So far, SARS-CoV-2’s most devastating impacts have been in developed countries. The U.S., U.K. and European Union have accounted for about a third of deaths, compared to their roughly 10% share of the world’s population. However, it’s been in the BRICS grouping of fast-growing middle- income nations where an outsized share of new variants of concern have been isolated and analyzed for the first time. From the original strain in China, to the Delta lineage picked up in India, the Gamma variety isolated in Brazil and the Beta and latest Nu strains from South Africa, only the U.K.-related Alpha variant has emerged outside these countries.
In part, that’s just a reflection of the fact that two out of five people in the planet live in one of the BRICS nations. It’s also no coincidence that new variants were first identified in countries with the sophisticated scientific infrastructure needed to spot them. The BRICS are some of the biggest players in the global market for generic drugs, and the likes of India and South Africa have performed a key role in debates over intellectual property waivers to increase access to medicines…
As natural and vaccine-derived immunity rises, viral evolution will have to get more and more ingenious to evade our defenses. So far, scarcely more than half of the world’s population has had a dose of a Covid vaccine. That means there’s still more than 3.4 billion people out there whose bodies the virus can treat as laboratories in which to develop new mutations. Until we reduce that number further, the odds aren’t as strongly in our favor as we’d like to think.
Read both linked article. El Omari link is below the image up top. Link in the first paragraph takes you to David Fickling, this article in Bloomberg…which requires a subscription much of the time.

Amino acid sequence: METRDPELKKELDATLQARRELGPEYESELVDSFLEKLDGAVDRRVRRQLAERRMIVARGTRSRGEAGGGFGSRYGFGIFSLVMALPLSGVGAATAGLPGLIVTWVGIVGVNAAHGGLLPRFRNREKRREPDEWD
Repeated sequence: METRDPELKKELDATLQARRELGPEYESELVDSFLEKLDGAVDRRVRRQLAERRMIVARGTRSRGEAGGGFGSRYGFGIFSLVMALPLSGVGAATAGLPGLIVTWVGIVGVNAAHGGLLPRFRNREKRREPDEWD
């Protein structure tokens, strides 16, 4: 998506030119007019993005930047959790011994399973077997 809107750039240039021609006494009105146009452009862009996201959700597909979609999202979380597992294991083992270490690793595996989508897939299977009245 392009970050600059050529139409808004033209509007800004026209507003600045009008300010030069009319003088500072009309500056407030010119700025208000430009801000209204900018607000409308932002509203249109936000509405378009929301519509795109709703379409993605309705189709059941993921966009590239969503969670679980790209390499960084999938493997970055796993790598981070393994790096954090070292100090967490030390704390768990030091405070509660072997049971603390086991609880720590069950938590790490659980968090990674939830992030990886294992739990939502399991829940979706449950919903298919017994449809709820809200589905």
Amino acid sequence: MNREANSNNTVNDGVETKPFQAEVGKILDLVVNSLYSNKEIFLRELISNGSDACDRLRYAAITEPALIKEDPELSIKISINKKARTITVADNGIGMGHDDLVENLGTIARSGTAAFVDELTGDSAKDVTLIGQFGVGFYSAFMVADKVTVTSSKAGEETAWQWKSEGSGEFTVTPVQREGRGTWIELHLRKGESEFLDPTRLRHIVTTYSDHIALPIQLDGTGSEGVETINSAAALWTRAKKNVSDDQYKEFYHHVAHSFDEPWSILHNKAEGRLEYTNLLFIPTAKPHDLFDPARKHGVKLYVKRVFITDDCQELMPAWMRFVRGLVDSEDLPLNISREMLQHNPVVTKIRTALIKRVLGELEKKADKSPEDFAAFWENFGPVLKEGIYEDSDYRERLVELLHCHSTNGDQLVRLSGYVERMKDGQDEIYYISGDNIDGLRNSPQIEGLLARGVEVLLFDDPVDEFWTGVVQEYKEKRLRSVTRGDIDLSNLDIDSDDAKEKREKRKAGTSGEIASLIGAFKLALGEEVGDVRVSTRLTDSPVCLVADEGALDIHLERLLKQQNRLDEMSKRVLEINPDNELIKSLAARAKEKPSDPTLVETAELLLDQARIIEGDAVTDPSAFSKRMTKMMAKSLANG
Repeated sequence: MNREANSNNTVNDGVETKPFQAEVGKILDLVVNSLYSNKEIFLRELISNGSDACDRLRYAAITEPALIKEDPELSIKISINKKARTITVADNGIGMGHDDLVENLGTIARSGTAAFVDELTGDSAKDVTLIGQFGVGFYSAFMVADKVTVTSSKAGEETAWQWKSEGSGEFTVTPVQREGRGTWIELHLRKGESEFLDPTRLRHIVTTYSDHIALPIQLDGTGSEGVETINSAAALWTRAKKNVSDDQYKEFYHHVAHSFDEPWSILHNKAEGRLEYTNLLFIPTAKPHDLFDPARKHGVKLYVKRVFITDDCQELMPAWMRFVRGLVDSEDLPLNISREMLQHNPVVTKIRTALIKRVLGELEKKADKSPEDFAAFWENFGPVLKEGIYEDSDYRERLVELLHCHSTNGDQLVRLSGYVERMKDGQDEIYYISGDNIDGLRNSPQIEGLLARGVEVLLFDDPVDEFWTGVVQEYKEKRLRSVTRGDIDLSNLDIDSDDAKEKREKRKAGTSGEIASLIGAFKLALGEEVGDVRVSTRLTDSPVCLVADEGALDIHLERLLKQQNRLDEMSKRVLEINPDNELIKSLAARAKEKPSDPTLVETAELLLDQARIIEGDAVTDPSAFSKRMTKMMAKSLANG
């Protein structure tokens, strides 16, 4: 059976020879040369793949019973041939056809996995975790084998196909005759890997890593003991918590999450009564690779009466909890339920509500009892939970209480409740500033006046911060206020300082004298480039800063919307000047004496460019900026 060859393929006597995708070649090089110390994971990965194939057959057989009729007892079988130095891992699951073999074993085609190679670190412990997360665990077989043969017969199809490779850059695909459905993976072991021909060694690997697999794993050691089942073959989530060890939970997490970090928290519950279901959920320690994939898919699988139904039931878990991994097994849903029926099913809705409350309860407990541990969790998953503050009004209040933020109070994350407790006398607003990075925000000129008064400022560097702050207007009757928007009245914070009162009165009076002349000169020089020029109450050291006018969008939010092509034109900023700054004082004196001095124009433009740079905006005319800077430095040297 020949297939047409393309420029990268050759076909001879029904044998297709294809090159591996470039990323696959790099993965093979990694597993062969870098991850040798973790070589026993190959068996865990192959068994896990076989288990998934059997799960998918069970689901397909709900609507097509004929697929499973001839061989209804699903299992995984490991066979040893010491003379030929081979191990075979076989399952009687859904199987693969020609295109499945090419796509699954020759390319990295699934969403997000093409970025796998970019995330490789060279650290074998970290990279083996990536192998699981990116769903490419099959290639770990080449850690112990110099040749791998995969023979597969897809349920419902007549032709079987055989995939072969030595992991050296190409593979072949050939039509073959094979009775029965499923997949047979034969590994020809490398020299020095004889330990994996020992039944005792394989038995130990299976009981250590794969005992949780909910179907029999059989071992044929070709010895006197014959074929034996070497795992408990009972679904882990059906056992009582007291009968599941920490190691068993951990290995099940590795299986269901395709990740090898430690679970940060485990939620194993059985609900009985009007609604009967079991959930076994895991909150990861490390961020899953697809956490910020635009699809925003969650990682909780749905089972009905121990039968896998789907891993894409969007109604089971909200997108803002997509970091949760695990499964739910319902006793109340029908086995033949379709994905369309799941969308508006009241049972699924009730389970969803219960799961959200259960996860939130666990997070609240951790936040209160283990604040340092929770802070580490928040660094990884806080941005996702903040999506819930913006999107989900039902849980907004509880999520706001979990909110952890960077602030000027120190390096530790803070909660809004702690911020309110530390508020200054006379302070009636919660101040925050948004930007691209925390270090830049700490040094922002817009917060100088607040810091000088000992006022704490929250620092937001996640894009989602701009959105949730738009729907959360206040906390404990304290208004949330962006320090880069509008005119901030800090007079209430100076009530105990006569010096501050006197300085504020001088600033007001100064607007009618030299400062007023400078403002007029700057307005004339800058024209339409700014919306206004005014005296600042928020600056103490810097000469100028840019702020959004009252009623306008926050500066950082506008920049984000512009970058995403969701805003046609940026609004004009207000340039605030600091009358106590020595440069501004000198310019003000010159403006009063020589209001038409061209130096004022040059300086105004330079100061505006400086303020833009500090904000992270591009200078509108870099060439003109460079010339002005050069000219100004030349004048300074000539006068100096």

Imagine a lineage made up solely of women. Generation after generation, these females pilfer genes from males—not mating and reproducing in the usual way, but using sex as a means to collect genetic material that they can parcel out to their offspring in seemingly any configuration. A few genes here, a few genes there, generation after generation. It’s not some Themyscira-esque fantasy: some lady salamanders have been carrying on this way for millions of years…
“Most vertebrates that reproduce in ways that involve only females end up being sperm-dependent in one way or another,” says Maurine Neiman, associate professor in biology at the University of Iowa. Many of those lineages become “sperm parasites”, requiring sperm to penetrate their eggs in order to trigger development into embryos. They need that sperm to get things going, but they throw the genetic material away—essentially creating clone daughters while obeying the reproductive mechanics developed by their sexually reproducing ancestors.
“Superficially, these salamanders seem to have a lot in common with those other females,” Neiman says. But in fact, their “bizarre” method of reproduction has never been documented in another animal. And it’s kept them alive for much longer than other methods of makeshift asexual reproduction.
I guess this wouldn’t seem bizarre to another salamander, eh? Read on!